JEFF: The access the filmmakers had, along with a lack of Chinese censorship, was astounding to me. It presented a real objective look at the differences between American and Chinese manufacturing. What was startling, and quite disappointing, was the attitudes of the Americans hired to be part of the management team. They drank the Kool-Aid.
There’s a scene where Ohio Senator Sherrod Brown attends the plant’s opening ceremony and voices support for any efforts to unionize. The American managers were the most upset, with one even wishing he could hurt Brown! A directive quickly went down that Senator Brown should never be allowed to return to the Fuyao plant. It was so anti-union and, to me, anti-American. These American managers were out to save their own butts. For me, of all the differences between American and Chinese manufacturing, the belligerence toward Sen. Brown’s fight for working men and women, just spoke volumes.
BETH: It really did speak volumes. What made me most sad about this story was the race to the bottom, so to speak. The problems did not arise between the workers themselves — in fact, the American and Chinese workers forged friendships and got along fine. Some even called each other family, and they really did respect one another. That part of the film was very touching.
But the Chinese officials didn't understand things like the eight-hour workday, overtime pay, and basic safety standards. They were legitimately puzzled by why these things exist and why the Americans expected them. Then the American managers just went with it. There really is a lingering question in the film, I think, as to whether those basic rights — which previous generations fought long and hard to win — are things U.S. workers can keep in the future if we want to compete globally. That is a tragedy. We shouldn't be racing to the bottom, we should be aiming to lift everyone up.
JEFF: That is an excellent point, Beth. With a little compromise, I feel the American and Chinese workers could have worked together in harmony and could have learned from each other. This would so positive for both countries. Unfortunately, we are dealing with the Chinese Communist Party. The film does not create anger toward the Chinese workers. It is the management style that infuriates me. A great opportunity is being missed here because of ideology.
There really is a lingering question in the film, I think, as to whether those basic rights — which previous generations fought long and hard to win — are things U.S. workers can keep in the future if we want to compete globally. That is a tragedy. We shouldn't be racing to the bottom, we should be aiming to lift everyone up.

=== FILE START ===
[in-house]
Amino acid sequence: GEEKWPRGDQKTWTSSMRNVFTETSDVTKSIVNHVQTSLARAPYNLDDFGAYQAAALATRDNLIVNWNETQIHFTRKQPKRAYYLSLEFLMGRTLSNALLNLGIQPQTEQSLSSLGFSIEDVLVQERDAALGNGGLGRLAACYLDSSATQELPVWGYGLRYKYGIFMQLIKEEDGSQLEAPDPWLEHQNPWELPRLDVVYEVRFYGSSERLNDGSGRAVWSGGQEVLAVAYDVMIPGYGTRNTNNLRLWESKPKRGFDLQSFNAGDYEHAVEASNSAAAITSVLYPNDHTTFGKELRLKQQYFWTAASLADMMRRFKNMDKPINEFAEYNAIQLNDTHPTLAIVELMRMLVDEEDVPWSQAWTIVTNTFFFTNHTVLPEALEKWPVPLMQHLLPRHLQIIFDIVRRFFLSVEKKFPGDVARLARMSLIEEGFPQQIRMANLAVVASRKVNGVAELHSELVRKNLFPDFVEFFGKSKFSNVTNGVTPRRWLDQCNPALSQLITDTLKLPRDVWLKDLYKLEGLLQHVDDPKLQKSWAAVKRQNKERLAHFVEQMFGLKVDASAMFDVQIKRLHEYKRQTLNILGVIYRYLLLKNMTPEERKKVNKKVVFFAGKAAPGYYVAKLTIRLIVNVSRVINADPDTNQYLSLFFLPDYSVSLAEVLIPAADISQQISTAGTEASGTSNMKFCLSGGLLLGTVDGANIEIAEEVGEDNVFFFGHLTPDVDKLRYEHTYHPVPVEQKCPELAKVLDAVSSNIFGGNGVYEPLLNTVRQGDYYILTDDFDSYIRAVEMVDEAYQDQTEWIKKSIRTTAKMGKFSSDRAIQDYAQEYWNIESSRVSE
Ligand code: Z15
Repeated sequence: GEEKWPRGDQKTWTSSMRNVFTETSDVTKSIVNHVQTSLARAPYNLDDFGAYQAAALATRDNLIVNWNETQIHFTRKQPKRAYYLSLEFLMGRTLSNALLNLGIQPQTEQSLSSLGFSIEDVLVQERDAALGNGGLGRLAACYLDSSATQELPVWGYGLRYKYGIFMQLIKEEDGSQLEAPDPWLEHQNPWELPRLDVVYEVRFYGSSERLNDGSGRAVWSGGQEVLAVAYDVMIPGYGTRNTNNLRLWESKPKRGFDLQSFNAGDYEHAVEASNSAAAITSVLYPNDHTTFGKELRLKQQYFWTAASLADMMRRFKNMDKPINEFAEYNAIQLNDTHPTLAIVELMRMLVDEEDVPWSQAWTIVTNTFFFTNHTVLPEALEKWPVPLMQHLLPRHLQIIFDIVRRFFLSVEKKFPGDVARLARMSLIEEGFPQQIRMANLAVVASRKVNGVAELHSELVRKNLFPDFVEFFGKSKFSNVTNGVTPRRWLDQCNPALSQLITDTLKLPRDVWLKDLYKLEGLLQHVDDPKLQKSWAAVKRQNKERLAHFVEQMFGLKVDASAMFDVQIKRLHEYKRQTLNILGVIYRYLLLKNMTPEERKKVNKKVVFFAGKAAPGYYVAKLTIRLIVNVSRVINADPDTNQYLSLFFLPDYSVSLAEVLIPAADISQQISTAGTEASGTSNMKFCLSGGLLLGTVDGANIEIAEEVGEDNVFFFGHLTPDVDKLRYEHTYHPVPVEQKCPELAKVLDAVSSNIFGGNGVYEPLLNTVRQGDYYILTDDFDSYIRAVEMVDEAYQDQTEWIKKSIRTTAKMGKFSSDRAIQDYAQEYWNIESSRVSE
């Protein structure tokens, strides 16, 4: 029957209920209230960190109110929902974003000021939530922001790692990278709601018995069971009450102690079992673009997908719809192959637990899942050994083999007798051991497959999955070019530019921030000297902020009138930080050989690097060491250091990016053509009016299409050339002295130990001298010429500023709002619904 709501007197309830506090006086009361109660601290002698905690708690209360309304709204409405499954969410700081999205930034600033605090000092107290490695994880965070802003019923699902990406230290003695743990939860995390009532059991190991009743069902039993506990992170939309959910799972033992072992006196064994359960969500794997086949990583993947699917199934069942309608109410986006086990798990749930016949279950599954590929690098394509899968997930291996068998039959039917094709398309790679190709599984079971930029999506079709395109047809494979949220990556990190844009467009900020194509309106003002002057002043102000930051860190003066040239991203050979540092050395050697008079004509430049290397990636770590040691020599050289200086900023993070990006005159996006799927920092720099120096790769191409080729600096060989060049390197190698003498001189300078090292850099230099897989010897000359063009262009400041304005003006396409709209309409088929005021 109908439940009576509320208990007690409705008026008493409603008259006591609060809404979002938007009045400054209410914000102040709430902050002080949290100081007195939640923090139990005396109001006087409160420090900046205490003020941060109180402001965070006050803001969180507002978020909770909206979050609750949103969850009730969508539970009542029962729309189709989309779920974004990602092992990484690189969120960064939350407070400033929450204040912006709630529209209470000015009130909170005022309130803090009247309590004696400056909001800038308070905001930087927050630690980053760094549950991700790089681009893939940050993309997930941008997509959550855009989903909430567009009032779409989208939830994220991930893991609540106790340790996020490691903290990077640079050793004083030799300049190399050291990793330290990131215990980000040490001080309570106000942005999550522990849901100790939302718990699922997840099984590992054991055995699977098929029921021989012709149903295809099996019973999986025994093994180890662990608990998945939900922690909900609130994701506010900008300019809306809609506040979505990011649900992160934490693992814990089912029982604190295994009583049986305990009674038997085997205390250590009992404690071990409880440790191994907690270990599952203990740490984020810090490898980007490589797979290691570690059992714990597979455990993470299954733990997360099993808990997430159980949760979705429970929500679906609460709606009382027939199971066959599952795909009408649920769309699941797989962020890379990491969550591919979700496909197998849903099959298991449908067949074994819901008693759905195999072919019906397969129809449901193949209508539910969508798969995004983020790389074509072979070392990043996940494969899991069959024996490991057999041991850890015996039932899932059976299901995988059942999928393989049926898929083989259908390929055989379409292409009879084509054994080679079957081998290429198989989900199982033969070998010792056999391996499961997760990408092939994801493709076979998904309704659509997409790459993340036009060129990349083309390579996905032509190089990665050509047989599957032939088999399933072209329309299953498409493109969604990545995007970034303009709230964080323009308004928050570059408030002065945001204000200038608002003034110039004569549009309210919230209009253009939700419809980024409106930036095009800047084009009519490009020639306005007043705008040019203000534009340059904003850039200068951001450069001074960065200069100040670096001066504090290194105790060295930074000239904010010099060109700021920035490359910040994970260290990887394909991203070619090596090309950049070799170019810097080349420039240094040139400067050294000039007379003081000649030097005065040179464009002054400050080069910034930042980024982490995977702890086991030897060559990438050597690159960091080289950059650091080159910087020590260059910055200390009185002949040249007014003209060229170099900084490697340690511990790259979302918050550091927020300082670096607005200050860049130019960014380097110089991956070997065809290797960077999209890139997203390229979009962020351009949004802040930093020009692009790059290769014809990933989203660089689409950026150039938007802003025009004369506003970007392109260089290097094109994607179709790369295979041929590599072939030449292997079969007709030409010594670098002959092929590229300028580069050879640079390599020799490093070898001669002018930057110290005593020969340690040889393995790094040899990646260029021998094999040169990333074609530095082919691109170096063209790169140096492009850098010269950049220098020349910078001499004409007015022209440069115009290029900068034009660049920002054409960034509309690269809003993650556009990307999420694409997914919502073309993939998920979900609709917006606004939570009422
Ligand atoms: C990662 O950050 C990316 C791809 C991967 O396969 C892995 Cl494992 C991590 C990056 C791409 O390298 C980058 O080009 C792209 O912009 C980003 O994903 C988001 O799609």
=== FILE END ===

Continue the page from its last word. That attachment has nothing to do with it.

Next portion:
BETH: Indeed. I do hope a lot of people take the time to watch this film. It really does showcase some of the reasons why working people are losing out, and why the middle class is shrinking, why these issues are such a big part of our politics right now. I mean, some of the workers at the Fuyao plant are working for half as much money as they did in similar jobs at GM… and that factory closed 10 years earlier!
JEFF: The film conjures up a variety of emotions but should be viewed by every working American, and not just in the management space. This is what we’re up against by ceding manufacturing to China.
I don’t see the average Chinese manufacturing worker as all that different than the American workers. They are just used to playing with a dangerous set of rules and working under unsafe working conditions, low wages and poor benefits. As Americans, do we want to do the same, or do we want to fight to maintain workers rights and expand them to others?
BETH: It will be interesting to see what the reaction to the film is from people who don't follow these issues as closely as you and I do.
JEFF: I think it will probably “run the gamut from A to B” as Dorothy Parker once wrote about a Katherine Hepburn performance. But seriously, I hope folks come away from this film with the same variety of feelings that I had, even if it is just the open access allowed by the Chinese to let this film be made in the manner the filmmakers intended. There are many lessons to be learned, but the bottom line is that we are all here to make a better life for ourselves and our families.